Wednesday, January 25, 2017

So I Quit My Job at an Investment Company to Become a Novelist


Between December 2009 and September 2016, I worked at T. Rowe Price, an asset management firm located in the Baltimore area. 

I joined the firm for two reasons:
a) The recession had just happened and jobs were scarce
b) I was looking for a job that actually ended at five so I could spend my evenings and weekends writing. 

And the crazy thing about point "b" is that it actually worked for a while!

I know there’s that stereotype that you take a white-collar job and it immediately crushes your soul.  Your spirit dies and you never make art again.  However, I was CONSIDERABLY more productive during my time at T. Rowe than I ever was when I was a student or an English teacher.  In part, this is because I spent my days working a job I had no interest in so I pushed myself to pursue what I loved during my evenings and weekends. 

Now, when I say I had a job in the investment industry you tend to think of this guy:

First of all, I had a much nicer computer.  

Second of all, my four positions at T. Rowe Price mostly had to do with processing checks, forms and talking to customers on the phones.      

Now, if I had been interested in finances this would have been a great jumping off point (for the record this post is in no way meant to disparage T. Rowe Price).  However, I had researched various jobs and career paths throughout the company and everything I found just looked like positions where I would be miserable. 

At last, I made a decision that no one (least of all me) saw coming.


It was December 14, 2015 (the Monday before Force Awakens came out).  There was nothing particularly bad about the day except that it was cold and rainy.  I was working at my job as usual, when around eleven in the morning I was overwhelmed by crushing frustration.  This had happened in the past, but on that particular Monday the feeling became so bad I couldn't concentrate on my work.  All I could think about was that I was wasting my life.  I knew what I wanted to do.  There are so many stories I want to tell, but I didn’t have the time because I spent eight hours a day (usually more thanks to considerable overtime) working a job I had no interest in.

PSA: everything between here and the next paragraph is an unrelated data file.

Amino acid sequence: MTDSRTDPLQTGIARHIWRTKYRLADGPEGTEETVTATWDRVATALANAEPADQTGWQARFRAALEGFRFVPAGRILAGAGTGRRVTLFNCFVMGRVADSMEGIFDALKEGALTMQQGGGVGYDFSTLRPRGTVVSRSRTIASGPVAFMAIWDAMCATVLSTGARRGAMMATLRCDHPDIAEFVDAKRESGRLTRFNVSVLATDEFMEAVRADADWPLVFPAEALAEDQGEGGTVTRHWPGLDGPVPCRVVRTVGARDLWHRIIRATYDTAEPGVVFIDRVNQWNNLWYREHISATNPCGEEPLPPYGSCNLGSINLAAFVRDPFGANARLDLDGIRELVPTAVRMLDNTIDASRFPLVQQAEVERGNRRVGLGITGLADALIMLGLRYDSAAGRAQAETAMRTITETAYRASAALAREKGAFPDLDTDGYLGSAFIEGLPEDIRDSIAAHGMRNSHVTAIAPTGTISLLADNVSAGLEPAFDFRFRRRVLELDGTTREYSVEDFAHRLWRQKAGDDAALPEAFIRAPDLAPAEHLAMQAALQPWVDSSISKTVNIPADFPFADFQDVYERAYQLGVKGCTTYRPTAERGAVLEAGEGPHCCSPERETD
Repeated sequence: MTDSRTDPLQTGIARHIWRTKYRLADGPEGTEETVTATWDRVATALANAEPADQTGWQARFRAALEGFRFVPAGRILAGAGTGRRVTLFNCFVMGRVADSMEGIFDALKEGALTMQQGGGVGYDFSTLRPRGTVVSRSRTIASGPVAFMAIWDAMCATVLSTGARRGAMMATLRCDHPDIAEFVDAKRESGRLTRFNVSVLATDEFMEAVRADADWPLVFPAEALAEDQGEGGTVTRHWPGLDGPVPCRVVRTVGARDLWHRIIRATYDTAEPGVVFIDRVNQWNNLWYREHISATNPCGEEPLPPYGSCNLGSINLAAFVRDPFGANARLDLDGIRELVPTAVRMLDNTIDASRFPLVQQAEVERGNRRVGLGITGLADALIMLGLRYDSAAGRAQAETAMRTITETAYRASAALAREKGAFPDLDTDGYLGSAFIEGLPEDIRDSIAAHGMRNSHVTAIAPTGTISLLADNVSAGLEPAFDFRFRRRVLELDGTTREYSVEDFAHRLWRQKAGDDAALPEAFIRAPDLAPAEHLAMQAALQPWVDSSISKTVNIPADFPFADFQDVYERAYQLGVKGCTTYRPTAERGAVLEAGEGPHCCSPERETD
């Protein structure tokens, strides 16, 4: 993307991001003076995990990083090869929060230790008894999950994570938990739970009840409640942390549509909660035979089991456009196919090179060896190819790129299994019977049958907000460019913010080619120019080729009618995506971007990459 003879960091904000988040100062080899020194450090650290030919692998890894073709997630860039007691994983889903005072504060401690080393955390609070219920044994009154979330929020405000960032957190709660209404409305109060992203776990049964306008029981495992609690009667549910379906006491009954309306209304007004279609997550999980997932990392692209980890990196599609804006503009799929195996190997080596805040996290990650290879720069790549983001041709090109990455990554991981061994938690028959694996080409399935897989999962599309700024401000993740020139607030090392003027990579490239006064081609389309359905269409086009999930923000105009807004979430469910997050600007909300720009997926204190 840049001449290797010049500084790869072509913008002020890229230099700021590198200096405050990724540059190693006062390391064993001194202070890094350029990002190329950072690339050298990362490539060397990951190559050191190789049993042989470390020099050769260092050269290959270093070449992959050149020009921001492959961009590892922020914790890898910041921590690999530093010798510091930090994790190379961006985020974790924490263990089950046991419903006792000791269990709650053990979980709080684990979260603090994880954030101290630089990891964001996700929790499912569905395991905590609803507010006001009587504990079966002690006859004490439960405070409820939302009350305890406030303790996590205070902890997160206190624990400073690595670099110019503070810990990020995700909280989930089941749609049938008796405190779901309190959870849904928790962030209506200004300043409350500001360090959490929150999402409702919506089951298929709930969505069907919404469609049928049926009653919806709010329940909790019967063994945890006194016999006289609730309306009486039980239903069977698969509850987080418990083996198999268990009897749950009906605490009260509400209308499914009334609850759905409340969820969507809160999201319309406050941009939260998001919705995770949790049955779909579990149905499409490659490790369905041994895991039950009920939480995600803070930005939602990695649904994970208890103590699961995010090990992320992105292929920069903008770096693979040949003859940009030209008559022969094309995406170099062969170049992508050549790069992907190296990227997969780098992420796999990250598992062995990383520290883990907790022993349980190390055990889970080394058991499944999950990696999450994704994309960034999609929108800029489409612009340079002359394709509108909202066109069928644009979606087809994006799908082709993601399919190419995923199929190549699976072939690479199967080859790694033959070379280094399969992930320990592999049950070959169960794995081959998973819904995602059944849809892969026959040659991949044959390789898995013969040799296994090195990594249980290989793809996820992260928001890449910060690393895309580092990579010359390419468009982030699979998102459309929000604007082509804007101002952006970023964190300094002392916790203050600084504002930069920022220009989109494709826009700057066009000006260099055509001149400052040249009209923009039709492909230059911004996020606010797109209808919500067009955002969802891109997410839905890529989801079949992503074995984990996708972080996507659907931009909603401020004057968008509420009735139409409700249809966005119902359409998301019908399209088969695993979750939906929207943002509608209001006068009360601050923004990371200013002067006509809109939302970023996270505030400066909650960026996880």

I became so frustrated that during my lunch break I called my wife and told her (realizing it for myself as the words came out), “I need to quit my job and spend a year focusing on my writing.” - Not an exact quote.  In reality it took me about fifteen minutes to get to this point. 

To her credit, my wife didn't immediately hang up the phone and call a divorce lawyer. 

She was (is) incredibly supportive even though at the time this seemed like an absolutely insane idea.  Trust me, I know more than anyone else how insane this concept seemed.  I pictured myself putting us in financial jeopardy.  We would end up on the streets eating our cats.  I felt guilty for putting her in this situation.  

Also there was the, “What will people say?” factor.    (In this context "People" =  "Our Parents")

However, the longer I lived with the idea, the more I realized how much it made sense.  I’m still (relatively) young.  My wife and I don’t have kids.  We’re not rich but we’re somewhat steady financially.   I’m working on a project that I honestly think could make it.  While attending conferences I have heard stories from countless published novelists who say that they eventually reached a point where they had to make a leap like this one.  If I didn’t make this leap now when would I?